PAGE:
Welding Procedure Development for Non-Welding Engineers (eBook)

Learn and follow the process used by welding engineers to developed welding procedures that maximize quality and productivity

Not being a welding engineer is not an excuse for avoiding due diligence.  The principles needed to properly develop a welding procedure are clearly explained in this publication.  The intent is to provide the knowledge necessary to make the right selection of the many welding variables.  It has been written in order for anyone, regardless of level of education, to read and apply it. 

This guide focuses on procedures for carbon steels; however, the same principles can be followed for any base metal.

NOTE: This product is offered as a PDF file available for immediate download. This is not a physical product.


Welding Procedure Development for Non-Welding Engineers will help the user understand how each of the welding variables affects the weld. Easy to understand language (no fancy engineering terms) is used to provide the knowledge necessary to make informed decisions.

This eBook will guide you through the selection of the following variables when developing a welding procedure specification:

  • Amperage
  • Voltage
  • Filler metal
  • Travel Speed
  • Travel and Work Angles
  • Shielding Gas or Flux
  • Welding Process
  • Welding Position
  • Joint Types
  • Preheat (when to preheat and to what temperature)
  • Interpass Temperature
  • Post Weld Heat Treatment
  • And many more

Welding Procedure Development for Non-Welding Engineers is more than a simple guide on how to select the right welding parameters for a given application. By providing detailed explanations of how welding variables affect the weld, the basics of many topics are learned by the user. Some of these topics include:

  • Welding metallurgy
  • Cooling rates
  • Preheat requirements
  • Post weld heat treatment requirements
  • Mechanical properties of the weld
  • Distortion
  • Deposition rates
  • Welding defects

These topics don't have specific sections. Rather, they are covered and explained when they are relevant to the specific welding procedure development task. This way, only information relevant to the selection of specific variables is provided.


Effects of welding variables

What happens when certain essential variables are changed? How does increasing or decreasing amperage affect the weld? What's the effect of voltage? How important is travel speed? Does the composition of the shielding gas matter? Are there certain gas mixtures that are better suited for certain base metals?  How does welding position impact the selection of welding variables?

Considerations when selecting the right filler metal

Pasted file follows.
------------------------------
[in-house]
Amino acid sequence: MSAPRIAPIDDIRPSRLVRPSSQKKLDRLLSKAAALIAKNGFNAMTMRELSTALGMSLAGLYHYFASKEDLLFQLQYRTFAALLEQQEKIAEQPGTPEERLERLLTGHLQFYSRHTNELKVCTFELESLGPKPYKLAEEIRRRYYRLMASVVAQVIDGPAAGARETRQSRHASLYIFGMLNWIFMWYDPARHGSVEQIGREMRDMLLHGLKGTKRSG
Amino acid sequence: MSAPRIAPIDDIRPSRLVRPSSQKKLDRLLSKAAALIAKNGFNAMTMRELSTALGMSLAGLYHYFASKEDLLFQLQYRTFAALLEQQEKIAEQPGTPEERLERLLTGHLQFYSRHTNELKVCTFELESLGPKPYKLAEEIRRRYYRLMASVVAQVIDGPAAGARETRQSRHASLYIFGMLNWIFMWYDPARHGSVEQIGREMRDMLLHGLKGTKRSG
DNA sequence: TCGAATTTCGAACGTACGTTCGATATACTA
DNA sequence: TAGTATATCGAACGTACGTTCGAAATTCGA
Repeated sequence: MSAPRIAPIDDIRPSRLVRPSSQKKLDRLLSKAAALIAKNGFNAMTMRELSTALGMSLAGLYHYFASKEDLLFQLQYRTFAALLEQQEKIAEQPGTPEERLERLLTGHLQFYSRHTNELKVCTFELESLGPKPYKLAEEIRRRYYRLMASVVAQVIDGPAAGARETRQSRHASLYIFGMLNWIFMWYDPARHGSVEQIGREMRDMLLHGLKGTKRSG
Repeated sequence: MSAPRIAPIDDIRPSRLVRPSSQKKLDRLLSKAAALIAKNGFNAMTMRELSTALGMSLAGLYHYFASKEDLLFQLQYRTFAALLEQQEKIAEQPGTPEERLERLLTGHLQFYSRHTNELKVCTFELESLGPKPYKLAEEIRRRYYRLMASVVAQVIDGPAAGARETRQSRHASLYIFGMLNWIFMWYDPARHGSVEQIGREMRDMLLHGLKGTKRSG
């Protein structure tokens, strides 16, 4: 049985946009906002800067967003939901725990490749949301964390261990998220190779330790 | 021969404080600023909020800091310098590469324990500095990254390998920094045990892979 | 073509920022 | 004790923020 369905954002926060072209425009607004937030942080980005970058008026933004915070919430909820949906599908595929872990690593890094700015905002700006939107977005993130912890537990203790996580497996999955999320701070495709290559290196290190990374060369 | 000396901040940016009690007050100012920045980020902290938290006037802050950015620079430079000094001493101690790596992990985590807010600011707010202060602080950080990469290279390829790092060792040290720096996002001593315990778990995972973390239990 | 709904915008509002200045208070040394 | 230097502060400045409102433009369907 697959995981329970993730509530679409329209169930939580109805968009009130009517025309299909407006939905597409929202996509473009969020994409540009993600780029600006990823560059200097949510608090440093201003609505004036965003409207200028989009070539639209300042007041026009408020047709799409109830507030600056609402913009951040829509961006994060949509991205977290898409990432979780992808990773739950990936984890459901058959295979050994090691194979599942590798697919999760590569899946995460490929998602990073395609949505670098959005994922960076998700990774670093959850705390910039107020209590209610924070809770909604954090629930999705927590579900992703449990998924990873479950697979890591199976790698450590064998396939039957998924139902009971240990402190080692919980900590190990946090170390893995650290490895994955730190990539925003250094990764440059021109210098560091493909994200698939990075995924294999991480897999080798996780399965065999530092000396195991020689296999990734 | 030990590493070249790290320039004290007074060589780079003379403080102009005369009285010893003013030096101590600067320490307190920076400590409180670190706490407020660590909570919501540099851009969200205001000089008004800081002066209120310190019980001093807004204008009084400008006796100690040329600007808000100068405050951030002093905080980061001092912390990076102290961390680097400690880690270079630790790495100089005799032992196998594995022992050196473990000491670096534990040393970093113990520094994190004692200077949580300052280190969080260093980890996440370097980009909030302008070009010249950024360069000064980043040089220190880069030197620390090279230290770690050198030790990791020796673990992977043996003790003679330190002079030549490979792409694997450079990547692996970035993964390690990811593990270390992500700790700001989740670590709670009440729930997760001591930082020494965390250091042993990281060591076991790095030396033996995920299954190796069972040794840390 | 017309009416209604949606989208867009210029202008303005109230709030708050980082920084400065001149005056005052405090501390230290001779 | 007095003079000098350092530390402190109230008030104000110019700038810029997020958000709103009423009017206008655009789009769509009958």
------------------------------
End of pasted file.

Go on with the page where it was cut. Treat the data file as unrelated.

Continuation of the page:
It is common to simply match the strength of the filler metal to the strength of the base metal. But it is sometimes advantageous to undermatch the strength. Welding high strength steels can lead to cracking, but the right selection of filler metal and welding process will allow you to develop a welding procedure that produces sound welds. Selecting the right filler metal involves an evaluation of the base metal, the intended service conditions of the weldment, the required strength, the base metal surface condition and many other variables.

When to preheat and to what temperature

Carbon steels need to be preheated when their chemistry is susceptible to hydrogen induced cracking. They must also be preheated when they surpass a certain thicknesses. Determining the right temperature for preheat and interpass temperature is essential for controlling both quality and costs. A detailed list of structural steels and their required preheat temperatures is provided.

Heat treatment consideration (base metal)

The condition in which the base metal is supplied is very important. Is it annealed? Is it normalized? Is it quenched and tempered? Knowing this and understanding the implications of each is very important when developing a welding procedure specification. Some steels should be welded with extreme care. Others should not be welded at all.

When should you consider Post Weld Heat Treatment?

When we weld, the heating and cooling cycle of the weld can significantly affect the mechanical properties of the base metal, more specifically of the Heat Affected Zone. It can also create distortion which can negatively impact dimensional tolerance and add to manufacturing costs. Post Weld Heat Treatment can be used to regain the desired mechanical properties and reduce residual stresses.

Start developing welding procedures the right way!


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